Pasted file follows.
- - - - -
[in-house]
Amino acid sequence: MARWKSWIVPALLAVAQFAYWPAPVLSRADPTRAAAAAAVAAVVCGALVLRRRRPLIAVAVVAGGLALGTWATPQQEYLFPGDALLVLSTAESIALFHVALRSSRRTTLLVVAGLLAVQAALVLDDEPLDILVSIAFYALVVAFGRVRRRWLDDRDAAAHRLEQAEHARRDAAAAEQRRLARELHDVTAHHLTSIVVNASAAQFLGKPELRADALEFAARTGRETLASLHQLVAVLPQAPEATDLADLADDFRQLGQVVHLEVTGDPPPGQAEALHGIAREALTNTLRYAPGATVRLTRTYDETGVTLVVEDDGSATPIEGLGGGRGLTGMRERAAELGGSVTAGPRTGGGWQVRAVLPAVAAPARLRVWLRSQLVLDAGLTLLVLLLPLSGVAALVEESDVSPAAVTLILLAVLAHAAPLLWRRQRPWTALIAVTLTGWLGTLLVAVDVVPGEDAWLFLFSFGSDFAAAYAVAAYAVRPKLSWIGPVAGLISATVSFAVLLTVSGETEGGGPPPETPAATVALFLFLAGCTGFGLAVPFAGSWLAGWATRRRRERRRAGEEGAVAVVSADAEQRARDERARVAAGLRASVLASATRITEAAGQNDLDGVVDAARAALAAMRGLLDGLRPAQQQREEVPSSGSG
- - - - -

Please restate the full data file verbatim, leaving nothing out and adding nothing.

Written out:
[in-house]
Amino acid sequence: MARWKSWIVPALLAVAQFAYWPAPVLSRADPTRAAAAAAVAAVVCGALVLRRRRPLIAVAVVAGGLALGTWATPQQEYLFPGDALLVLSTAESIALFHVALRSSRRTTLLVVAGLLAVQAALVLDDEPLDILVSIAFYALVVAFGRVRRRWLDDRDAAAHRLEQAEHARRDAAAAEQRRLARELHDVTAHHLTSIVVNASAAQFLGKPELRADALEFAARTGRETLASLHQLVAVLPQAPEATDLADLADDFRQLGQVVHLEVTGDPPPGQAEALHGIAREALTNTLRYAPGATVRLTRTYDETGVTLVVEDDGSATPIEGLGGGRGLTGMRERAAELGGSVTAGPRTGGGWQVRAVLPAVAAPARLRVWLRSQLVLDAGLTLLVLLLPLSGVAALVEESDVSPAAVTLILLAVLAHAAPLLWRRQRPWTALIAVTLTGWLGTLLVAVDVVPGEDAWLFLFSFGSDFAAAYAVAAYAVRPKLSWIGPVAGLISATVSFAVLLTVSGETEGGGPPPETPAATVALFLFLAGCTGFGLAVPFAGSWLAGWATRRRRERRRAGEEGAVAVVSADAEQRARDERARVAAGLRASVLASATRITEAAGQNDLDGVVDAARAALAAMRGLLDGLRPAQQQREEVPSSGSG